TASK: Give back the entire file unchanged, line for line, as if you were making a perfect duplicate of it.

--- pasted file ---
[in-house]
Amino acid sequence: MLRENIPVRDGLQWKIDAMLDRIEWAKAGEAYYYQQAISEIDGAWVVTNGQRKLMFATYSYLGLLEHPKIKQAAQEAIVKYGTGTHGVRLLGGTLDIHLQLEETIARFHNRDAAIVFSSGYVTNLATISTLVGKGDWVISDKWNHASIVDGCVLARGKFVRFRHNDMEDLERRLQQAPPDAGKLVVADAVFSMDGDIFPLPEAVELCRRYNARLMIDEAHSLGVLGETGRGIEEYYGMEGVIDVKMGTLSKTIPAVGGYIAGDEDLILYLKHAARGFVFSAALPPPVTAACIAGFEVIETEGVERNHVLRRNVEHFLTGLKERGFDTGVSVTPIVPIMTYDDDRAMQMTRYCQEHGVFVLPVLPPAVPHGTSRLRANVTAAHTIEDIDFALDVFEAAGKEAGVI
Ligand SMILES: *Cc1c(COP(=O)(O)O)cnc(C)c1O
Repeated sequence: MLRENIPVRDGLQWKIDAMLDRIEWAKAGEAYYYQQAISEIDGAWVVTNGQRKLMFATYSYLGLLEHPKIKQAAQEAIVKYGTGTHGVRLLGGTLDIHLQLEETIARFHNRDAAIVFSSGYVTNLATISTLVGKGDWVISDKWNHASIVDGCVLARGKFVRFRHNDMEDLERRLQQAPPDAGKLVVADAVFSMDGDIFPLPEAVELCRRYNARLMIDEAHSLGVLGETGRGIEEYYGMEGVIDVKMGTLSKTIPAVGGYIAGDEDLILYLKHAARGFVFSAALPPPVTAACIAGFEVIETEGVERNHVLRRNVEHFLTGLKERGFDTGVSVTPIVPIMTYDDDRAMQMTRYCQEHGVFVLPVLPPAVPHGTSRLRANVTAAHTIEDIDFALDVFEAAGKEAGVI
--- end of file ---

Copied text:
[in-house]
Amino acid sequence: MLRENIPVRDGLQWKIDAMLDRIEWAKAGEAYYYQQAISEIDGAWVVTNGQRKLMFATYSYLGLLEHPKIKQAAQEAIVKYGTGTHGVRLLGGTLDIHLQLEETIARFHNRDAAIVFSSGYVTNLATISTLVGKGDWVISDKWNHASIVDGCVLARGKFVRFRHNDMEDLERRLQQAPPDAGKLVVADAVFSMDGDIFPLPEAVELCRRYNARLMIDEAHSLGVLGETGRGIEEYYGMEGVIDVKMGTLSKTIPAVGGYIAGDEDLILYLKHAARGFVFSAALPPPVTAACIAGFEVIETEGVERNHVLRRNVEHFLTGLKERGFDTGVSVTPIVPIMTYDDDRAMQMTRYCQEHGVFVLPVLPPAVPHGTSRLRANVTAAHTIEDIDFALDVFEAAGKEAGVI
Ligand SMILES: *Cc1c(COP(=O)(O)O)cnc(C)c1O
Repeated sequence: MLRENIPVRDGLQWKIDAMLDRIEWAKAGEAYYYQQAISEIDGAWVVTNGQRKLMFATYSYLGLLEHPKIKQAAQEAIVKYGTGTHGVRLLGGTLDIHLQLEETIARFHNRDAAIVFSSGYVTNLATISTLVGKGDWVISDKWNHASIVDGCVLARGKFVRFRHNDMEDLERRLQQAPPDAGKLVVADAVFSMDGDIFPLPEAVELCRRYNARLMIDEAHSLGVLGETGRGIEEYYGMEGVIDVKMGTLSKTIPAVGGYIAGDEDLILYLKHAARGFVFSAALPPPVTAACIAGFEVIETEGVERNHVLRRNVEHFLTGLKERGFDTGVSVTPIVPIMTYDDDRAMQMTRYCQEHGVFVLPVLPPAVPHGTSRLRANVTAAHTIEDIDFALDVFEAAGKEAGVI